The garage facade has been changed around a little. Rather than a double garage door, there is now a single. The garage will be a woodworking shop. Garage doors are a horrible R-18 at most and leak energy like you wouldn’t believe. Minimizing the size of the door will help retain heat as well as give me more wall area for my equipment. The garage will have a huge storage room upstairs that’s about 14 feet by 25 feet. This will accommodate the loss of basement storage. However, getting things upstairs could be a pain and I don’t want a fixed staircase in the garage taking up valuable floor space. We have decided to install an attic stair to access the space from inside. To facilitate lifting large items to the second level, the designer proposed a simple solution: a hayloft door and a pulley. Simple yet effective!

There is no chimney for a wood stove yet since the energy modeling needs to be completed before we determine the heating requirements. Upstairs, things have been changed around a little (for floor plans, see Images #2 and #3 below).

For the most part I like the layout but we have proposed to close in the laundry upstairs with a wall that has two double sliding doors with frosted glass panes. It will allow us to have extra storage for linens, towels, etc., and will enable us to close the doors while still allowing light to spill into the hallway. The ensuite has been resized to accommodate a makeup table for my wife. The master is a little smaller but still about 14 feet square, which is big enough. Besides these changes, the floor plan is likely finished.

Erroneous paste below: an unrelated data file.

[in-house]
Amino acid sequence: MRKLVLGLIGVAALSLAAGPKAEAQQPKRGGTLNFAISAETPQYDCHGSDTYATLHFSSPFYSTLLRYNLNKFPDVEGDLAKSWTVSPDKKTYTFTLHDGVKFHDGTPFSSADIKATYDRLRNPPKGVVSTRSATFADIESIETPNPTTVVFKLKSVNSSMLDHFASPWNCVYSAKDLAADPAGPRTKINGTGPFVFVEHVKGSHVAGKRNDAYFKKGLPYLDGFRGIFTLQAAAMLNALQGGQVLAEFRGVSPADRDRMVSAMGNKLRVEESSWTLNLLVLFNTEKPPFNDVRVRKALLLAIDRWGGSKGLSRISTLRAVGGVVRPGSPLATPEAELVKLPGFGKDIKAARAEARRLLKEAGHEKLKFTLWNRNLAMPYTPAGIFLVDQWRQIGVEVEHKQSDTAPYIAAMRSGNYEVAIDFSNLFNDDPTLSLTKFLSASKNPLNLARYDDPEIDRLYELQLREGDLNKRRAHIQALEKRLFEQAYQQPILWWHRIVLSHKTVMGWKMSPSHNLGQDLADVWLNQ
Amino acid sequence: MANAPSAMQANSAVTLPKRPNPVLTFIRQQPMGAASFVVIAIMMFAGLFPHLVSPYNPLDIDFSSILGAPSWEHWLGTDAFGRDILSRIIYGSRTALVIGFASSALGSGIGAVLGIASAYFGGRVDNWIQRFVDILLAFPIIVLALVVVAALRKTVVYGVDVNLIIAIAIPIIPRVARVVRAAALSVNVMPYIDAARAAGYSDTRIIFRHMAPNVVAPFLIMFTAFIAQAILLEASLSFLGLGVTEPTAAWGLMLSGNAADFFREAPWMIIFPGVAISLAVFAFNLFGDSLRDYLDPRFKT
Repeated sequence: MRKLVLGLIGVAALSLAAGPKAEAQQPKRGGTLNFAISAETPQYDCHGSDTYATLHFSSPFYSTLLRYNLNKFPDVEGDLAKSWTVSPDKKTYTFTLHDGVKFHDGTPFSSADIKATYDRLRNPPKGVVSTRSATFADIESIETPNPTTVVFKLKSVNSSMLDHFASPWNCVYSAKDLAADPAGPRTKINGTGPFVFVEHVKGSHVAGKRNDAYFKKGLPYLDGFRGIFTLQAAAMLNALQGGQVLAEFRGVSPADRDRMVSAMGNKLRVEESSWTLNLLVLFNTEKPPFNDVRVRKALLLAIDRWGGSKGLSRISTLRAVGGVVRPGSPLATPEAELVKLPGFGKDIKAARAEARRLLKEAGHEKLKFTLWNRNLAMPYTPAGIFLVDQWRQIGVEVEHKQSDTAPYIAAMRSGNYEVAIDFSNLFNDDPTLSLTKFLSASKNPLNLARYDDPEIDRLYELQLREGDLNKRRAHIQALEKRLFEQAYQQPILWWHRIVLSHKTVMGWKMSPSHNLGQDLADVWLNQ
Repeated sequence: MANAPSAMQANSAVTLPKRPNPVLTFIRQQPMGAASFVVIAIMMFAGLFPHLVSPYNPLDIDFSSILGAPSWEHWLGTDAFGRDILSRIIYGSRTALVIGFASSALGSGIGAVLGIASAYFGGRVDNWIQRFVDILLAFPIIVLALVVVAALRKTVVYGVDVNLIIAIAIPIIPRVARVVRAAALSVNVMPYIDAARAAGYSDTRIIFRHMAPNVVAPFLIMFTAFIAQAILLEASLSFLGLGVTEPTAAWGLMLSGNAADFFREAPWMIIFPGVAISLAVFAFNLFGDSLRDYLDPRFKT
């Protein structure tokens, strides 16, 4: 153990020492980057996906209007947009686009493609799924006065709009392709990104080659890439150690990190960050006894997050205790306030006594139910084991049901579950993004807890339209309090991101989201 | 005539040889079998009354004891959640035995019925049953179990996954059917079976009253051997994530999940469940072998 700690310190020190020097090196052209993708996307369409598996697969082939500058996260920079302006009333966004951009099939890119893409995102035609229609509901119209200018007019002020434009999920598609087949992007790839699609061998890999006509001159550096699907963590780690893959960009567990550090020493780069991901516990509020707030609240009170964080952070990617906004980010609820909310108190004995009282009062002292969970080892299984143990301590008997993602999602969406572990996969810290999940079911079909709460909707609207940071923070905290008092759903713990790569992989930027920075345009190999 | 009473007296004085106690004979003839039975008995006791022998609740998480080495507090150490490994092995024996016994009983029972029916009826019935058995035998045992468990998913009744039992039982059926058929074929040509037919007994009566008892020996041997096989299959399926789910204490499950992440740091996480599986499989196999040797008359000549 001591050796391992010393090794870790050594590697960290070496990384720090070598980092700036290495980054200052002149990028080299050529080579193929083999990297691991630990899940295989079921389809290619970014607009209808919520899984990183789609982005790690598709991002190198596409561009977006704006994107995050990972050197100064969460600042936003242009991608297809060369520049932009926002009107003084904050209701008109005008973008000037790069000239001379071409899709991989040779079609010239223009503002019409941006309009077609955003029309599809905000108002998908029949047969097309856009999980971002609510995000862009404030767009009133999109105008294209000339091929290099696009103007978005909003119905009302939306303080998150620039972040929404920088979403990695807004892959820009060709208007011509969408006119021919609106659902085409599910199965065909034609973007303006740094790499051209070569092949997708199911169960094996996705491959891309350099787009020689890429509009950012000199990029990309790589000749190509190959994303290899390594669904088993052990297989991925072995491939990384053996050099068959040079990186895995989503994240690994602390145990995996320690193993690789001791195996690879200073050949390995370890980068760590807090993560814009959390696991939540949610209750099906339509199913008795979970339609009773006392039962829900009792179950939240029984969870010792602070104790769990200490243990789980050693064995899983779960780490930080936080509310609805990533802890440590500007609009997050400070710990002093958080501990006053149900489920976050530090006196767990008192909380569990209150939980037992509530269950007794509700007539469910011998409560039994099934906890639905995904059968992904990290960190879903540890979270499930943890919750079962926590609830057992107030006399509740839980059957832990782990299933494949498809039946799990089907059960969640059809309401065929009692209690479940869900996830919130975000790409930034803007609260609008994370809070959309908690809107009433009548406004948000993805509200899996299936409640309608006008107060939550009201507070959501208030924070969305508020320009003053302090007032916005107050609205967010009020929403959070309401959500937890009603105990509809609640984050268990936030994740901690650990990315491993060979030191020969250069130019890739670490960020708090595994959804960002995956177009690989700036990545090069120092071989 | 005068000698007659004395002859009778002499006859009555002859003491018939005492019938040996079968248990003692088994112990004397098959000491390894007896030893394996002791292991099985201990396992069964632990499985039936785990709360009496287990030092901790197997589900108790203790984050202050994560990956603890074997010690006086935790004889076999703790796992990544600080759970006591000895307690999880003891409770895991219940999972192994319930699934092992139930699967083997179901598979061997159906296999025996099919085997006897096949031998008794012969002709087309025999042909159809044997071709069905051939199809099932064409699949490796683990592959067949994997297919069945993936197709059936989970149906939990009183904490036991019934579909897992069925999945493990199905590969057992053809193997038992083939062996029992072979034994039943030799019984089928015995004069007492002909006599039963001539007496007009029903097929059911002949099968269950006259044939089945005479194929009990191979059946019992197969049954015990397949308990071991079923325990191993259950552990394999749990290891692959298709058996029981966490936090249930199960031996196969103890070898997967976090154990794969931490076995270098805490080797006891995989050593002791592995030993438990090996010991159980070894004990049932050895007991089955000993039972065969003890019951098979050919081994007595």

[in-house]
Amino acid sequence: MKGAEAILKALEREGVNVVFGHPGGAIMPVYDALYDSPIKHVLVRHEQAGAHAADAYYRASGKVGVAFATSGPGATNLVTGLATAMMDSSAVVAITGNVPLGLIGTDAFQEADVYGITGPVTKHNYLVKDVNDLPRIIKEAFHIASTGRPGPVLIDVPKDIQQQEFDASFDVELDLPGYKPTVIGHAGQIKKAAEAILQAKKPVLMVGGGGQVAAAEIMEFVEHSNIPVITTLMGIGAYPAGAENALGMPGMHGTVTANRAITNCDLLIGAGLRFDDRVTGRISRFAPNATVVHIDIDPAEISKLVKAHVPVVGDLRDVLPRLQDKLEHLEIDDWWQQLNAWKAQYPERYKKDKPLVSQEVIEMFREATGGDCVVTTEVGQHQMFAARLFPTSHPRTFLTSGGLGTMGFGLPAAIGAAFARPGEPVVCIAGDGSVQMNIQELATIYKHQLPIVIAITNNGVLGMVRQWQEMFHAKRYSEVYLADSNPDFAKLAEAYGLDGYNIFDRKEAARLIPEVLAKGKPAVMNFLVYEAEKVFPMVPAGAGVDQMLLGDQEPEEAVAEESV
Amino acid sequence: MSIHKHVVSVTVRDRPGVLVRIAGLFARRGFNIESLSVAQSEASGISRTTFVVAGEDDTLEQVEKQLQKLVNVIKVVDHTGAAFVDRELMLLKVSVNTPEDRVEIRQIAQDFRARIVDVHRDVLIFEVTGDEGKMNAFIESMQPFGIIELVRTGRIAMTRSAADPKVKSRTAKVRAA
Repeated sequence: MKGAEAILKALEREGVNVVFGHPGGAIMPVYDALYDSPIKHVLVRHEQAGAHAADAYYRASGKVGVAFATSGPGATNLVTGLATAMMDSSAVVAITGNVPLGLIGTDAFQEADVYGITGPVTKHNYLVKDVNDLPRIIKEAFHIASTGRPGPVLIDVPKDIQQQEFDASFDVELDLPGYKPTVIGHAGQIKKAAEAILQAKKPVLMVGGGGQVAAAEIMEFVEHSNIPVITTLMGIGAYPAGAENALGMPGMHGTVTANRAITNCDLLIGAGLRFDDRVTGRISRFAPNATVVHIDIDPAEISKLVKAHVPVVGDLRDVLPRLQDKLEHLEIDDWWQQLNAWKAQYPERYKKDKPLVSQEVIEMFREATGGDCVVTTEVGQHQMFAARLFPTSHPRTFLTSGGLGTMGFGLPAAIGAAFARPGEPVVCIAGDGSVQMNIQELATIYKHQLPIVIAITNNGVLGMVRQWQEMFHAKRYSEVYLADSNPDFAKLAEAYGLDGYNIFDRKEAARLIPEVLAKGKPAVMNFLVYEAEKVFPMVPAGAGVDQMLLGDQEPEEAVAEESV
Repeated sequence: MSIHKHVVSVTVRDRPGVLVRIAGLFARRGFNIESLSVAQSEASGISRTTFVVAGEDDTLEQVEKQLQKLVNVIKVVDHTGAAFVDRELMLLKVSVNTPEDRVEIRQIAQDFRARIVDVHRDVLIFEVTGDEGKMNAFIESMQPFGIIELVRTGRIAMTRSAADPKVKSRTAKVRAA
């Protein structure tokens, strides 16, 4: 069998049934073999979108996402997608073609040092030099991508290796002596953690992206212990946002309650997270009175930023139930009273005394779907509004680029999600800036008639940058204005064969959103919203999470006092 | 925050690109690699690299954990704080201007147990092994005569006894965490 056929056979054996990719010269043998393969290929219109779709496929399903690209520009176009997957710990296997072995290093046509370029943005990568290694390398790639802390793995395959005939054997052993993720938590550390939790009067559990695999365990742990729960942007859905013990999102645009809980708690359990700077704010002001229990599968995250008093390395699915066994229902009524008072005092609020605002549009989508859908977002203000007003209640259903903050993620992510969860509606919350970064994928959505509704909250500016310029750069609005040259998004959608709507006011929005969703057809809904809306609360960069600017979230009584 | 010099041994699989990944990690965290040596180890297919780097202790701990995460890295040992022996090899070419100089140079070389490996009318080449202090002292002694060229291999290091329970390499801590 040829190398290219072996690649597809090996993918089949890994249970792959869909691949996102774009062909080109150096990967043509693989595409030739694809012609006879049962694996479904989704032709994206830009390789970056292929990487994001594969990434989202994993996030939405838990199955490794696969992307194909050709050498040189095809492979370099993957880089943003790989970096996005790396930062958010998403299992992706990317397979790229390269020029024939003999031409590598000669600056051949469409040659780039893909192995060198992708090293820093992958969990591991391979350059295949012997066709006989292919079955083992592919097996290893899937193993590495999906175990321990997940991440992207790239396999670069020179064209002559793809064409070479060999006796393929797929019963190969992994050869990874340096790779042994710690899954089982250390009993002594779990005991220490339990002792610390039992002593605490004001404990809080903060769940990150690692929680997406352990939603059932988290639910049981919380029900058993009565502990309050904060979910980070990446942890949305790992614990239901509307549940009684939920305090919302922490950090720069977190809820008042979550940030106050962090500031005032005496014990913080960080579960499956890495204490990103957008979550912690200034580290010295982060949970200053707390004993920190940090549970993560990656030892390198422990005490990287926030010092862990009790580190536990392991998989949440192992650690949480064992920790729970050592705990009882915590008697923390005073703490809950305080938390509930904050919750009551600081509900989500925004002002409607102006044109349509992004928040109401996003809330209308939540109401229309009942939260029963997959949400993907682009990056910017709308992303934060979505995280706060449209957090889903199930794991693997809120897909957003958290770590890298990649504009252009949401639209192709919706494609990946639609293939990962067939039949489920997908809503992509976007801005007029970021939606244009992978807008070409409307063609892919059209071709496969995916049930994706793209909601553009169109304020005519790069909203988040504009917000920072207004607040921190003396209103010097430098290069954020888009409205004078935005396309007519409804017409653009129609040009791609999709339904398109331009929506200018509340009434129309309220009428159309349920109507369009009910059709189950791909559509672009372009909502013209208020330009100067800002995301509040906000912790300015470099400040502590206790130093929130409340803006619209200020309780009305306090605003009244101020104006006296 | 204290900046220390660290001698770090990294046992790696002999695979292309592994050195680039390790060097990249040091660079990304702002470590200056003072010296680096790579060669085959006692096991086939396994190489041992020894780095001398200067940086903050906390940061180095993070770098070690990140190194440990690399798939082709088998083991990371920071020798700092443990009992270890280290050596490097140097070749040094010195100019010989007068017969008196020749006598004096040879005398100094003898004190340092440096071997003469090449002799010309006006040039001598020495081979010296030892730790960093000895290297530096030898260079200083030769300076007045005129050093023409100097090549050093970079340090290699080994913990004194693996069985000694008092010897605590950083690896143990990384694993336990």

Some details yet to come

I am not sure about the vertical board-and-batten siding. Board-and-batten requires a double rainscreen, which takes longer to install, and it doesn’t shed water as well as standard bevel siding. I am proposing we use bevel siding and install board-and-batten under the eaves, with stained cedar shakes to break up the east and west walls.

I am also proposing a multi-colored building, with the flavor of downtown St. Johns and the traditional Newfoundland saltbox seen in outports. It is likely that the home will be one color and the garage will be another, such that the color draws the eye to the house as a focal point on the lot.

At this point, the house is ready for energy modeling. Passive Design Solutions will use the Passive House Planning Package (PHPP) software to see if there are any gross issues with the geometry. The software will determine issues with loss of winter solar gains and summer overheating. Based on those results we can determine the need for larger south-facing windows, minimizing north-facing windows, and window overhangs to prevent overheating. Finally, we will obtain a better idea of the heating and cooling requirements for house.

The results of the energy modeling are encouraging